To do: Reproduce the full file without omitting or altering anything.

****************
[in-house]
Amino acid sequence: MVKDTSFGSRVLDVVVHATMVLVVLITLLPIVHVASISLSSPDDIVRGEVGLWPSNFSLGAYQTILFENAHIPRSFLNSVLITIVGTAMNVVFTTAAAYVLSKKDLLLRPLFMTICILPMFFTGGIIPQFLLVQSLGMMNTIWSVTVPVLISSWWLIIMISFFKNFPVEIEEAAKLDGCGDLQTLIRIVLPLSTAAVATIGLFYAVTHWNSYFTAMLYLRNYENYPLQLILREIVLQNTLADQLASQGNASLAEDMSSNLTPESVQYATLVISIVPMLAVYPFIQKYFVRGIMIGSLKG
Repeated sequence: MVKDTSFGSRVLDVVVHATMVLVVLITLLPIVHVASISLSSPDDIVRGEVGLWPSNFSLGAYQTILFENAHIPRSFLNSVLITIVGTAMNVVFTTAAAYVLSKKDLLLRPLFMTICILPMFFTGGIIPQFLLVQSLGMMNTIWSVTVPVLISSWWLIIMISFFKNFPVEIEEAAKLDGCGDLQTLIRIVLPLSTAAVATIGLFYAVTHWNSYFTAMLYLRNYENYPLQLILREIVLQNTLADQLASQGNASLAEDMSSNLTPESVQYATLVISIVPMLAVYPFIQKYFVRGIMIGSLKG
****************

[in-house]
Amino acid sequence: MVKDTSFGSRVLDVVVHATMVLVVLITLLPIVHVASISLSSPDDIVRGEVGLWPSNFSLGAYQTILFENAHIPRSFLNSVLITIVGTAMNVVFTTAAAYVLSKKDLLLRPLFMTICILPMFFTGGIIPQFLLVQSLGMMNTIWSVTVPVLISSWWLIIMISFFKNFPVEIEEAAKLDGCGDLQTLIRIVLPLSTAAVATIGLFYAVTHWNSYFTAMLYLRNYENYPLQLILREIVLQNTLADQLASQGNASLAEDMSSNLTPESVQYATLVISIVPMLAVYPFIQKYFVRGIMIGSLKG
Repeated sequence: MVKDTSFGSRVLDVVVHATMVLVVLITLLPIVHVASISLSSPDDIVRGEVGLWPSNFSLGAYQTILFENAHIPRSFLNSVLITIVGTAMNVVFTTAAAYVLSKKDLLLRPLFMTICILPMFFTGGIIPQFLLVQSLGMMNTIWSVTVPVLISSWWLIIMISFFKNFPVEIEEAAKLDGCGDLQTLIRIVLPLSTAAVATIGLFYAVTHWNSYFTAMLYLRNYENYPLQLILREIVLQNTLADQLASQGNASLAEDMSSNLTPESVQYATLVISIVPMLAVYPFIQKYFVRGIMIGSLKG